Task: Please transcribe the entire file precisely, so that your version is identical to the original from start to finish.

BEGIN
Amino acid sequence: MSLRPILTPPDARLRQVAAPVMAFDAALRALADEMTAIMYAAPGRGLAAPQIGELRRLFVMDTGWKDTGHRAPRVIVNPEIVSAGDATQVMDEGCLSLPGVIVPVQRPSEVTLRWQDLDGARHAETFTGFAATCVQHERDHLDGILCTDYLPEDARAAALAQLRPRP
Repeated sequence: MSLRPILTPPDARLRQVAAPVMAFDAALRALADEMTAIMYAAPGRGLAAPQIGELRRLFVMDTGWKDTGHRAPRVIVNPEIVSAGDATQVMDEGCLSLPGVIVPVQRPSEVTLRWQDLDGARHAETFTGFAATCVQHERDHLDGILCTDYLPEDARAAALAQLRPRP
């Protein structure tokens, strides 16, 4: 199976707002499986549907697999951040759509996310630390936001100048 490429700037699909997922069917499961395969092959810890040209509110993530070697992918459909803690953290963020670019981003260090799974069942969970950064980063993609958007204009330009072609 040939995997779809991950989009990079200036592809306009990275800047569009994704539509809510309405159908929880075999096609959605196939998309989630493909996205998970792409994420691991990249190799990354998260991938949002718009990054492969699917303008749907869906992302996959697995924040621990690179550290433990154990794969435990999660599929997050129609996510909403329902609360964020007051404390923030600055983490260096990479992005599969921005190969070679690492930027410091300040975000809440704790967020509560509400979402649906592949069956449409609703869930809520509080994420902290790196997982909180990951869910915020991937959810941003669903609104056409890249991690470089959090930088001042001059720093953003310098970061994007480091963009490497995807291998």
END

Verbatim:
Amino acid sequence: MSLRPILTPPDARLRQVAAPVMAFDAALRALADEMTAIMYAAPGRGLAAPQIGELRRLFVMDTGWKDTGHRAPRVIVNPEIVSAGDATQVMDEGCLSLPGVIVPVQRPSEVTLRWQDLDGARHAETFTGFAATCVQHERDHLDGILCTDYLPEDARAAALAQLRPRP
Repeated sequence: MSLRPILTPPDARLRQVAAPVMAFDAALRALADEMTAIMYAAPGRGLAAPQIGELRRLFVMDTGWKDTGHRAPRVIVNPEIVSAGDATQVMDEGCLSLPGVIVPVQRPSEVTLRWQDLDGARHAETFTGFAATCVQHERDHLDGILCTDYLPEDARAAALAQLRPRP
């Protein structure tokens, strides 16, 4: 199976707002499986549907697999951040759509996310630390936001100048 490429700037699909997922069917499961395969092959810890040209509110993530070697992918459909803690953290963020670019981003260090799974069942969970950064980063993609958007204009330009072609 040939995997779809991950989009990079200036592809306009990275800047569009994704539509809510309405159908929880075999096609959605196939998309989630493909996205998970792409994420691991990249190799990354998260991938949002718009990054492969699917303008749907869906992302996959697995924040621990690179550290433990154990794969435990999660599929997050129609996510909403329902609360964020007051404390923030600055983490260096990479992005599969921005190969070679690492930027410091300040975000809440704790967020509560509400979402649906592949069956449409609703869930809520509080994420902290790196997982909180990951869910915020991937959810941003669903609104056409890249991690470089959090930088001042001059720093953003310098970061994007480091963009490497995807291998």